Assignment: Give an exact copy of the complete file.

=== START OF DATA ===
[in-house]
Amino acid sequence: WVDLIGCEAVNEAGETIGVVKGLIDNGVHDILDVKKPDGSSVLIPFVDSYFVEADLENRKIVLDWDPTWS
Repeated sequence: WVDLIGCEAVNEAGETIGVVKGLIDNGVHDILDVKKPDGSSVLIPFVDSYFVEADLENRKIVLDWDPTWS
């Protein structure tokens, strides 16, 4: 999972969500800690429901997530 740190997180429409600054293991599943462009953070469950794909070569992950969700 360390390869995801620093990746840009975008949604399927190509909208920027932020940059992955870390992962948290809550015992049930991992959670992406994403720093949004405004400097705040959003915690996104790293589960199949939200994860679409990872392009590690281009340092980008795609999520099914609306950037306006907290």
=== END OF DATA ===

[in-house]
Amino acid sequence: WVDLIGCEAVNEAGETIGVVKGLIDNGVHDILDVKKPDGSSVLIPFVDSYFVEADLENRKIVLDWDPTWS
Repeated sequence: WVDLIGCEAVNEAGETIGVVKGLIDNGVHDILDVKKPDGSSVLIPFVDSYFVEADLENRKIVLDWDPTWS
């Protein structure tokens, strides 16, 4: 999972969500800690429901997530 740190997180429409600054293991599943462009953070469950794909070569992950969700 360390390869995801620093990746840009975008949604399927190509909208920027932020940059992955870390992962948290809550015992049930991992959670992406994403720093949004405004400097705040959003915690996104790293589960199949939200994860679409990872392009590690281009340092980008795609999520099914609306950037306006907290």